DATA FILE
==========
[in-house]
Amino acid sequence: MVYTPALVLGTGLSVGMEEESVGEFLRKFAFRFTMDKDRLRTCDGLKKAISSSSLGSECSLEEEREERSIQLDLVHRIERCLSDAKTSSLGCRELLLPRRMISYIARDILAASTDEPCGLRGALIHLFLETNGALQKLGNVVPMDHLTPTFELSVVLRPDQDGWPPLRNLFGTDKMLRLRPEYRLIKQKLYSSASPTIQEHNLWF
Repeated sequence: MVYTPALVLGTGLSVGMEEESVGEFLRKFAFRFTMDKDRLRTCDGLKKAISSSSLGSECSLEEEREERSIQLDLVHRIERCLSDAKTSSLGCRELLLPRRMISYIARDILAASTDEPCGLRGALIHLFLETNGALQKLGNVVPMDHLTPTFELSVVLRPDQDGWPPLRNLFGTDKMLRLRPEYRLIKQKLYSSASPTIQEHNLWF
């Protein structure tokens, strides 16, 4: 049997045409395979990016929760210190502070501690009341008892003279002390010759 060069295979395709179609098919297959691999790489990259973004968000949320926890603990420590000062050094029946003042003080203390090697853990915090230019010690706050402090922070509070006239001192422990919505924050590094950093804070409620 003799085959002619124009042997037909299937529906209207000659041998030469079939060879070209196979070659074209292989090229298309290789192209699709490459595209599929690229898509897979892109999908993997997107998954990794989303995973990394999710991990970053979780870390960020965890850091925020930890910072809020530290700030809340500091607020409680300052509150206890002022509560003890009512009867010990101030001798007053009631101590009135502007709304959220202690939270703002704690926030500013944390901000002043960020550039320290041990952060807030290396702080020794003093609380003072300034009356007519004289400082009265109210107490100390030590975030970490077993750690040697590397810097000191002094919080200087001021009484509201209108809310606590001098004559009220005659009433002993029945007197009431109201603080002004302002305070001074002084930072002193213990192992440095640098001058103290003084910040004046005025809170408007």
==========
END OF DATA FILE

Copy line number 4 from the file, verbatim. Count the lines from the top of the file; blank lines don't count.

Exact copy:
């Protein structure tokens, strides 16, 4: 049997045409395979990016929760210190502070501690009341008892003279002390010759 060069295979395709179609098919297959691999790489990259973004968000949320926890603990420590000062050094029946003042003080203390090697853990915090230019010690706050402090922070509070006239001192422990919505924050590094950093804070409620 003799085959002619124009042997037909299937529906209207000659041998030469079939060879070209196979070659074209292989090229298309290789192209699709490459595209599929690229898509897979892109999908993997997107998954990794989303995973990394999710991990970053979780870390960020965890850091925020930890910072809020530290700030809340500091607020409680300052509150206890002022509560003890009512009867010990101030001798007053009631101590009135502007709304959220202690939270703002704690926030500013944390901000002043960020550039320290041990952060807030290396702080020794003093609380003072300034009356007519004289400082009265109210107490100390030590975030970490077993750690040697590397810097000191002094919080200087001021009484509201209108809310606590001098004559009220005659009433002993029945007197009431109201603080002004302002305070001074002084930072002193213990192992440095640098001058103290003084910040004046005025809170408007």